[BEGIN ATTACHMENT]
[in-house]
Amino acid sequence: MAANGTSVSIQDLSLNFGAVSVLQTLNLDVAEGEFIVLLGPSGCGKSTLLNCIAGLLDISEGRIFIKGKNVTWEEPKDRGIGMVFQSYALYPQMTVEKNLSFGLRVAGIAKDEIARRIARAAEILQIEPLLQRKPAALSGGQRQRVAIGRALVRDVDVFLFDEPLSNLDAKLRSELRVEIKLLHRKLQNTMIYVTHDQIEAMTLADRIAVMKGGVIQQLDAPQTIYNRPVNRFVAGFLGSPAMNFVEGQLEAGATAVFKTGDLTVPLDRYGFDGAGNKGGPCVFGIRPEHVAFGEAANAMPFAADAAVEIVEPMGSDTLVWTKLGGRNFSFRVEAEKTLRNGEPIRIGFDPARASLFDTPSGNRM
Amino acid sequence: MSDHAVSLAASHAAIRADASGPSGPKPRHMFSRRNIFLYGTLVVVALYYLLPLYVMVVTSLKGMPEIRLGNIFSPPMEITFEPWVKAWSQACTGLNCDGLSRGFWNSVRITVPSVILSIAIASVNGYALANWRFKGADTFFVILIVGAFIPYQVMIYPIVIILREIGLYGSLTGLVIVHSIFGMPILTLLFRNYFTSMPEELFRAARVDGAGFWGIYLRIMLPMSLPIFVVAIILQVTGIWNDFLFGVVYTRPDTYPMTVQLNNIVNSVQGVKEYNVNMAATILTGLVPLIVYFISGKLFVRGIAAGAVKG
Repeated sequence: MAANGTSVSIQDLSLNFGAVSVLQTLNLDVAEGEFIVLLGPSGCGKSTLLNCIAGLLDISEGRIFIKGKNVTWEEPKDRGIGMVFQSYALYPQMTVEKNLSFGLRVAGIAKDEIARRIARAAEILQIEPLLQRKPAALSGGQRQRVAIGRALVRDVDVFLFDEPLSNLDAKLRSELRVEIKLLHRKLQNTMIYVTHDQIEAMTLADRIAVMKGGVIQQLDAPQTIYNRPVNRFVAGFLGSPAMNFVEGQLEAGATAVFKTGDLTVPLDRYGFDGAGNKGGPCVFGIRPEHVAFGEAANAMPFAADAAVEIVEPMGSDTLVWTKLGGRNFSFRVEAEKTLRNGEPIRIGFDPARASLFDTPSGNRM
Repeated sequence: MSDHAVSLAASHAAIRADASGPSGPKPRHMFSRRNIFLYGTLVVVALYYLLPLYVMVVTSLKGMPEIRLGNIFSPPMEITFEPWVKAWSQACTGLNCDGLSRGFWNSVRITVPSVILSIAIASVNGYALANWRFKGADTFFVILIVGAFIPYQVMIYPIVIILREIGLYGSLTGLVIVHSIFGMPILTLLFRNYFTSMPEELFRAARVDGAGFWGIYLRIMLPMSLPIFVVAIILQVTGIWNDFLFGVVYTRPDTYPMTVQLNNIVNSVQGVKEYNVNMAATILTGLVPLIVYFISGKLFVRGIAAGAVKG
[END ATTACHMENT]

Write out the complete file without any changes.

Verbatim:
[in-house]
Amino acid sequence: MAANGTSVSIQDLSLNFGAVSVLQTLNLDVAEGEFIVLLGPSGCGKSTLLNCIAGLLDISEGRIFIKGKNVTWEEPKDRGIGMVFQSYALYPQMTVEKNLSFGLRVAGIAKDEIARRIARAAEILQIEPLLQRKPAALSGGQRQRVAIGRALVRDVDVFLFDEPLSNLDAKLRSELRVEIKLLHRKLQNTMIYVTHDQIEAMTLADRIAVMKGGVIQQLDAPQTIYNRPVNRFVAGFLGSPAMNFVEGQLEAGATAVFKTGDLTVPLDRYGFDGAGNKGGPCVFGIRPEHVAFGEAANAMPFAADAAVEIVEPMGSDTLVWTKLGGRNFSFRVEAEKTLRNGEPIRIGFDPARASLFDTPSGNRM
Amino acid sequence: MSDHAVSLAASHAAIRADASGPSGPKPRHMFSRRNIFLYGTLVVVALYYLLPLYVMVVTSLKGMPEIRLGNIFSPPMEITFEPWVKAWSQACTGLNCDGLSRGFWNSVRITVPSVILSIAIASVNGYALANWRFKGADTFFVILIVGAFIPYQVMIYPIVIILREIGLYGSLTGLVIVHSIFGMPILTLLFRNYFTSMPEELFRAARVDGAGFWGIYLRIMLPMSLPIFVVAIILQVTGIWNDFLFGVVYTRPDTYPMTVQLNNIVNSVQGVKEYNVNMAATILTGLVPLIVYFISGKLFVRGIAAGAVKG
Repeated sequence: MAANGTSVSIQDLSLNFGAVSVLQTLNLDVAEGEFIVLLGPSGCGKSTLLNCIAGLLDISEGRIFIKGKNVTWEEPKDRGIGMVFQSYALYPQMTVEKNLSFGLRVAGIAKDEIARRIARAAEILQIEPLLQRKPAALSGGQRQRVAIGRALVRDVDVFLFDEPLSNLDAKLRSELRVEIKLLHRKLQNTMIYVTHDQIEAMTLADRIAVMKGGVIQQLDAPQTIYNRPVNRFVAGFLGSPAMNFVEGQLEAGATAVFKTGDLTVPLDRYGFDGAGNKGGPCVFGIRPEHVAFGEAANAMPFAADAAVEIVEPMGSDTLVWTKLGGRNFSFRVEAEKTLRNGEPIRIGFDPARASLFDTPSGNRM
Repeated sequence: MSDHAVSLAASHAAIRADASGPSGPKPRHMFSRRNIFLYGTLVVVALYYLLPLYVMVVTSLKGMPEIRLGNIFSPPMEITFEPWVKAWSQACTGLNCDGLSRGFWNSVRITVPSVILSIAIASVNGYALANWRFKGADTFFVILIVGAFIPYQVMIYPIVIILREIGLYGSLTGLVIVHSIFGMPILTLLFRNYFTSMPEELFRAARVDGAGFWGIYLRIMLPMSLPIFVVAIILQVTGIWNDFLFGVVYTRPDTYPMTVQLNNIVNSVQGVKEYNVNMAATILTGLVPLIVYFISGKLFVRGIAAGAVKG